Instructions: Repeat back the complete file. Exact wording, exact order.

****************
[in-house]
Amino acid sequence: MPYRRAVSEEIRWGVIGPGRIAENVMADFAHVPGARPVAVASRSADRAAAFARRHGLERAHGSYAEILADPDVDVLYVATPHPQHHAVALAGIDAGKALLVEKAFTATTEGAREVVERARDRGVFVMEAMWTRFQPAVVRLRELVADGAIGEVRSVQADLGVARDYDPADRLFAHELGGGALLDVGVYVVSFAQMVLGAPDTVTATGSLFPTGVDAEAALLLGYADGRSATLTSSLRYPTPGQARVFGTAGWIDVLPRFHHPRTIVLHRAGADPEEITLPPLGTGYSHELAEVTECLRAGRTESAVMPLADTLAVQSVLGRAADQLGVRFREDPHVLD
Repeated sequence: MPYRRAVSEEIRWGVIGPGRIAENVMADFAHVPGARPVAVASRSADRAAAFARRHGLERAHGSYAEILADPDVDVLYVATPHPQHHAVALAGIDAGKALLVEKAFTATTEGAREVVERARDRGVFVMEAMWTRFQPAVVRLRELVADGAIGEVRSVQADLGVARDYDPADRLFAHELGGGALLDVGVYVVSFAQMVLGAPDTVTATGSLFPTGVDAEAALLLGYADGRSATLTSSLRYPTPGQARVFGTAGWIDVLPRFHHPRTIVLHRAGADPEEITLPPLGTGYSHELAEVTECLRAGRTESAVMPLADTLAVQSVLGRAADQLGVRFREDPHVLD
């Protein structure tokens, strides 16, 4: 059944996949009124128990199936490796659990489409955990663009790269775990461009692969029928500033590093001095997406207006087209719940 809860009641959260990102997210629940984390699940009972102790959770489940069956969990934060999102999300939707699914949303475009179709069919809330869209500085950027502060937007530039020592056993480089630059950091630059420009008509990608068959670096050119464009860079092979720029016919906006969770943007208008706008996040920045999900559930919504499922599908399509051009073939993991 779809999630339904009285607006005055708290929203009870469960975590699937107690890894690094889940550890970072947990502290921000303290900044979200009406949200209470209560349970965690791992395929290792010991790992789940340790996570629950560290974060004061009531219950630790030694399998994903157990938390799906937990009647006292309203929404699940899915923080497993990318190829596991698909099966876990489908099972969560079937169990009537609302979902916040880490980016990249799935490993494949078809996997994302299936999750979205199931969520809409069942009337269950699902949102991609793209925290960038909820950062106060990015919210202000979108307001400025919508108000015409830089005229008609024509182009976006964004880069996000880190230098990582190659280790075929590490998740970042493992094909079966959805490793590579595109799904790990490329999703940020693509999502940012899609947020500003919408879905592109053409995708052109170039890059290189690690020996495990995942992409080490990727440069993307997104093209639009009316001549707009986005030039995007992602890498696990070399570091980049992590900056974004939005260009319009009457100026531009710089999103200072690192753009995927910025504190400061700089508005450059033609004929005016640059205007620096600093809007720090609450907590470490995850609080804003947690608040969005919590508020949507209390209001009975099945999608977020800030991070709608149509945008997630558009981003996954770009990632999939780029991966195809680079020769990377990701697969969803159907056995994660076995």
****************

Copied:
[in-house]
Amino acid sequence: MPYRRAVSEEIRWGVIGPGRIAENVMADFAHVPGARPVAVASRSADRAAAFARRHGLERAHGSYAEILADPDVDVLYVATPHPQHHAVALAGIDAGKALLVEKAFTATTEGAREVVERARDRGVFVMEAMWTRFQPAVVRLRELVADGAIGEVRSVQADLGVARDYDPADRLFAHELGGGALLDVGVYVVSFAQMVLGAPDTVTATGSLFPTGVDAEAALLLGYADGRSATLTSSLRYPTPGQARVFGTAGWIDVLPRFHHPRTIVLHRAGADPEEITLPPLGTGYSHELAEVTECLRAGRTESAVMPLADTLAVQSVLGRAADQLGVRFREDPHVLD
Repeated sequence: MPYRRAVSEEIRWGVIGPGRIAENVMADFAHVPGARPVAVASRSADRAAAFARRHGLERAHGSYAEILADPDVDVLYVATPHPQHHAVALAGIDAGKALLVEKAFTATTEGAREVVERARDRGVFVMEAMWTRFQPAVVRLRELVADGAIGEVRSVQADLGVARDYDPADRLFAHELGGGALLDVGVYVVSFAQMVLGAPDTVTATGSLFPTGVDAEAALLLGYADGRSATLTSSLRYPTPGQARVFGTAGWIDVLPRFHHPRTIVLHRAGADPEEITLPPLGTGYSHELAEVTECLRAGRTESAVMPLADTLAVQSVLGRAADQLGVRFREDPHVLD
């Protein structure tokens, strides 16, 4: 059944996949009124128990199936490796659990489409955990663009790269775990461009692969029928500033590093001095997406207006087209719940 809860009641959260990102997210629940984390699940009972102790959770489940069956969990934060999102999300939707699914949303475009179709069919809330869209500085950027502060937007530039020592056993480089630059950091630059420009008509990608068959670096050119464009860079092979720029016919906006969770943007208008706008996040920045999900559930919504499922599908399509051009073939993991 779809999630339904009285607006005055708290929203009870469960975590699937107690890894690094889940550890970072947990502290921000303290900044979200009406949200209470209560349970965690791992395929290792010991790992789940340790996570629950560290974060004061009531219950630790030694399998994903157990938390799906937990009647006292309203929404699940899915923080497993990318190829596991698909099966876990489908099972969560079937169990009537609302979902916040880490980016990249799935490993494949078809996997994302299936999750979205199931969520809409069942009337269950699902949102991609793209925290960038909820950062106060990015919210202000979108307001400025919508108000015409830089005229008609024509182009976006964004880069996000880190230098990582190659280790075929590490998740970042493992094909079966959805490793590579595109799904790990490329999703940020693509999502940012899609947020500003919408879905592109053409995708052109170039890059290189690690020996495990995942992409080490990727440069993307997104093209639009009316001549707009986005030039995007992602890498696990070399570091980049992590900056974004939005260009319009009457100026531009710089999103200072690192753009995927910025504190400061700089508005450059033609004929005016640059205007620096600093809007720090609450907590470490995850609080804003947690608040969005919590508020949507209390209001009975099945999608977020800030991070709608149509945008997630558009981003996954770009990632999939780029991966195809680079020769990377990701697969969803159907056995994660076995």